How to Successfully Search for a Professional Association’s Next CEO


executive search for professional associationsSearching for the chief executive for a trade or professional association is a unique and challenging process – and is one of the board of director’s most important responsibilities.  

Today, many associations – even successful ones – are facing membership and financial challenges that must be handled directly by the chief executive. That’s why the board and the entire association will benefit from a comprehensive and thoughtfully planned process (involving the appropriate organization stakeholders) that clearly defines the chief executive’s role, priorities and goals.

At Dise & Company, we have extensive experience conducting candidate searches for trade or professional associations. And when we conduct an executive search for these associations, we advise and lead our clients through the steps that will find the executive who will seamlessly fit into an organization’s culture and successfully fulfill all position requirements.

Step 1: Form the Perfect Search Committee

We’re often asked about how a search committee should be structured and how it should ideally run. First, the board of directors should appoint five to seven individuals to the search committee. These individuals should be dedicated to providing the best leadership possible for the organization and meet the priorities set forth by the board. The search committee members should be willing to make themselves available for all candidate interviews, but because schedules are often difficult to coordinate, committee members should immediately come to an agreement on the number of members who absolutely must be present for each interview.    

Confidentiality is the foundation of a credible and trustworthy search process. The need for confidentiality cannot be emphasized enough to the members of the search committee. A breach of confidentiality could result in the termination of the process, resulting in a loss of time, resources and, potentially, viable candidates. A breach could also cause the most qualified candidates to withdraw from the process out of fear that disclosure of their candidacy could jeopardize their current employment.  

It’s also crucial to appoint a key point of contact, or committee chair. The chair of the search committee may be appointed by the board or selected by the committee itself. The chair’s duty is to represent the interests of the search committee and serve as the primary link to the executive search team at Dise & Company.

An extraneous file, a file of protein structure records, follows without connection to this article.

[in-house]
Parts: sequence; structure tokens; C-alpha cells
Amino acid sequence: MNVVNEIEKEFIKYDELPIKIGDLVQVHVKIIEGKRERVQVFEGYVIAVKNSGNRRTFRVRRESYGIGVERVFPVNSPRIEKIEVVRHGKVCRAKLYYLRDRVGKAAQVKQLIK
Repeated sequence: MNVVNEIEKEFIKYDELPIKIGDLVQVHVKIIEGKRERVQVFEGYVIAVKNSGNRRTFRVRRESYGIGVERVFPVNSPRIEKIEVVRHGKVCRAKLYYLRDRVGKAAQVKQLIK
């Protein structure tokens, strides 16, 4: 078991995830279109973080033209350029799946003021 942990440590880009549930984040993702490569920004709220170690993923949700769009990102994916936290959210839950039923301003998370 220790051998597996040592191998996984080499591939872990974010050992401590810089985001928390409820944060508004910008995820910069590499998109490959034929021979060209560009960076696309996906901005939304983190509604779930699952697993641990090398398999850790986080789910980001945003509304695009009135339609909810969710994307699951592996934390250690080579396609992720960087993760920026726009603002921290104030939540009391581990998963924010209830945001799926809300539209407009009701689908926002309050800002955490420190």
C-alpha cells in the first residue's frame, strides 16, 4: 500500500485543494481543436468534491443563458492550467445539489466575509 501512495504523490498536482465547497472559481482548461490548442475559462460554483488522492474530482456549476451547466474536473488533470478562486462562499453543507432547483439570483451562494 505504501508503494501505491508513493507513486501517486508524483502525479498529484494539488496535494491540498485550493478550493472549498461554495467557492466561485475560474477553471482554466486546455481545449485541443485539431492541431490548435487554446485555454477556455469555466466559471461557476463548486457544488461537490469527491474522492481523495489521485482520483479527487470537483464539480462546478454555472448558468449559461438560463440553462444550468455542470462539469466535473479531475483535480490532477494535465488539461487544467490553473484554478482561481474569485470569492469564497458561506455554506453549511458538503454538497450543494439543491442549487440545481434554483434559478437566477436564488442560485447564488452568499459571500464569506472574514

Step 2: Define the Position’s Requirements Up Front & Get All Stakeholders On Board with a Scorecard

After an association establishes its search committee, the team at Dise & Company will define job search requirements. This critical step goes beyond using the basic job description, and, instead, clearly defines all that’s required of the association’s chief executive and why. The culture of the organization must also be considered to ensure the executive’s leadership style fits within it. In associations that may be going through difficult times or dysfunction, it may be appropriate to conduct focus groups or surveys to ensure that everyone has a say.  

At Dise & Company, we’ve found that creating an official job scorecard is particularly important when searching for an association’s chief executive. This is because an association’s search committee is generally made up of members from many different locations who hold various demanding positions – members can even be chief executives of their own businesses. While they’re all aiming to hire the best chief executive possible, the search committee members often have different ideas about what they want their next executive to achieve and what qualities and behaviors he or she should demonstrate.  

So what is the critical differentiator between job description versus job scorecard? Why exactly is a job scorecard so important when selecting an association’s chief executive?

  • Job description: A job description can be thought of as a comprehensive listing of all functions and activities someone is expected to be responsible for on the job.